HMRC winding-up petition dismissed
This case highlights HMRC's increasingly aggressive approach to the collection of tax, but also shows the satisfactory outcome that HMRC are being treated in the same way as other creditors and cannot abuse the winding up petition process.
HMRC issued a winding up petition against Enta Technologies Limited based on the non-payment of tax raised in assessments whilst the taxpayer's appeal against those assessments was pending.
Enta is currently one of the UK's leading IT distributors.
A relatively minor part of Enta bought and resold stock on a back to back basis, which included some export sales of items that are not akin to items used in the old MTIC frauds - high value, low volume - however as you will see MTIC was exactly where matters headed. Enta made claims for the repayment of input tax as you would expect, which only resulted in a reduced payment and not an overall reclaim.
HMRC launched an investigation into Enta's VAT returns. As a result various assessments were raised denying the repayment of Enta's claims and required payment by it of a sum of in excess of £35m.
The first batch of assessments were based on HMRC's view that the transactions were connected to tax losses arising from Missing Trader Intra- Community ('MTIC') frauds. These assessments were appealed and were progressing towards a First Tier Tribunal hearing in the usual way.
Additional assessments also reflected the view of HMRC that the transactions were connected to MTIC frauds of which Enta knew, or ought to have known, and it was accepted by HMRC that the issues and evidence involved in the second batch of cases overlapped with those in the first batch of appeals to the extent that a decision in favour of HMRC on those appeals was likely to be determinative of the appeals in the second batch of cases.
A third batch of assessments had been made based on non-MTIC matters and an application had been made to the FTT for permission to submit the appeals out of time.
Before the application to the FTT for permission to appeal out of time had been determined by the FTT, HMRC presented a winding-up petition against Enta based on the non-payment of assessments in the second and third batches. The winding-up petition was stayed, pending a decision by the FTT in relation to the application for permission to appeal out of time.
The FTT granted permission to Enta to appeal the third batch of assessments out of time and in doing so stated that it was not persuaded by HMRC's argument that the appeals were hopeless.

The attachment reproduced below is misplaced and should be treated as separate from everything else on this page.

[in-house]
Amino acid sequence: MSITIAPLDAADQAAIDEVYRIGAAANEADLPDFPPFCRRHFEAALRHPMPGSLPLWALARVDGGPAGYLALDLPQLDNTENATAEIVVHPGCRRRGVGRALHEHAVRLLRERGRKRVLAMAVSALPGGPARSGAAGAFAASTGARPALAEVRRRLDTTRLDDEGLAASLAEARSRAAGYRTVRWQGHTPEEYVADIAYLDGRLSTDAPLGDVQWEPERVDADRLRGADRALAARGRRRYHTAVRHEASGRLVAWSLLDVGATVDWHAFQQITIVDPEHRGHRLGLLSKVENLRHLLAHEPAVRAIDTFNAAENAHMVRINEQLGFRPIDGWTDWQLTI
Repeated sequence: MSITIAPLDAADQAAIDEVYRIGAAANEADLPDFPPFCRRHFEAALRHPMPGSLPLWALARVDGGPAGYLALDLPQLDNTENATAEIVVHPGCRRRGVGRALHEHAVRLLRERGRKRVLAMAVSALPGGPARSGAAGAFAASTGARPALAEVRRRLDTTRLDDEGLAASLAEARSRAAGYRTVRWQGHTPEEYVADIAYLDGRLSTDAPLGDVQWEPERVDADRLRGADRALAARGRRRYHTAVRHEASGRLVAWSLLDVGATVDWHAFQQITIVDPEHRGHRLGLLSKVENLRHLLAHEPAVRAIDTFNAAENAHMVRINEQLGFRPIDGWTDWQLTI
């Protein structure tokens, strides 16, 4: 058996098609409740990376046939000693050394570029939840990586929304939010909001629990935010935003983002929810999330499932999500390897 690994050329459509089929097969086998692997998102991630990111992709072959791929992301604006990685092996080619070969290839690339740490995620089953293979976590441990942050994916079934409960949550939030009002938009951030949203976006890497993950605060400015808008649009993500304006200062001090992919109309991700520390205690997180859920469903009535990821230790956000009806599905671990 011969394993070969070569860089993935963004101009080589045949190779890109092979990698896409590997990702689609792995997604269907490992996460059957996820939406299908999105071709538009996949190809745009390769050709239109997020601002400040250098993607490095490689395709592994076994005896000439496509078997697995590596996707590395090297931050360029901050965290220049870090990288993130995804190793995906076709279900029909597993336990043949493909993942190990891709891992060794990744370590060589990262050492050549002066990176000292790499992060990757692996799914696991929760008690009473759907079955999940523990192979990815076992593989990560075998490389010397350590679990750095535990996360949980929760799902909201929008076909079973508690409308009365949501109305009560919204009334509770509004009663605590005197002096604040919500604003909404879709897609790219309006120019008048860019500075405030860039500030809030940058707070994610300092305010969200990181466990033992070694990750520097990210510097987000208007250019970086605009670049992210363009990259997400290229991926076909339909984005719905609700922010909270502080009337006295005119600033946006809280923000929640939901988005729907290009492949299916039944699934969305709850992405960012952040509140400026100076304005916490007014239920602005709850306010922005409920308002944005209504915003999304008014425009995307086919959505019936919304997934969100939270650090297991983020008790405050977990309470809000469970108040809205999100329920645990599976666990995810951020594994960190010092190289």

The FTT further ordered that the appeals against the assessments in the second batch should be stayed until the determination of the MTIC appeals in the first batch.
At the winding up hearing the court advised HMRC that it was well established that the a winding-up hearing was not the place or process to be used to resolve real disputes as to the existence of a debt, and where it is a petition should be dismissed as an abuse of process.
When an assessment is raised a statutory debt is created and it remains binding and due until any appeal to the tax tribunal was successful and the assessment cancelled or adjusted.
As the tribunal had not made a decision to strike out the whole or part of proceedings before it on the basis that there was no reasonable prospect of Enta's case, or any part of it, succeeding, it was evident that the dispute was more than 'reasonable' and needed to be dealt with in front of the tribunal court and as previously stated the winding up court was not there to take the place of a tax tribunal.
The court promptly dismissed HMRC's petition as it was an abuse of process and the related adverts in the London Gazette should not appear.
Taxpayers should take from this that they should resist HMRC's attempts to seek the winding up of a company or the bankruptcy of an individual where they are based upon assessments that are under appeal and have not been immediately dismissed.
Readers of this blog should also take from this that no creditor should issue a winding up or bankruptcy petition on a disputed debt - it is an abuse of process and will not be tolerated by a court, which is often reflected in adverse costs orders being made against the petitioner.
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I am one of the 2 founders of Lucas Johnson, a boutique business recovery and insolvency firm.
After qualifying as a Chartered Accountant in 2000 with Baker Tilly I spent a few years working in Corporate Finance before moving to the other end of the spectrum working with those in financial difficulty. Since late 2003, I have spent all my...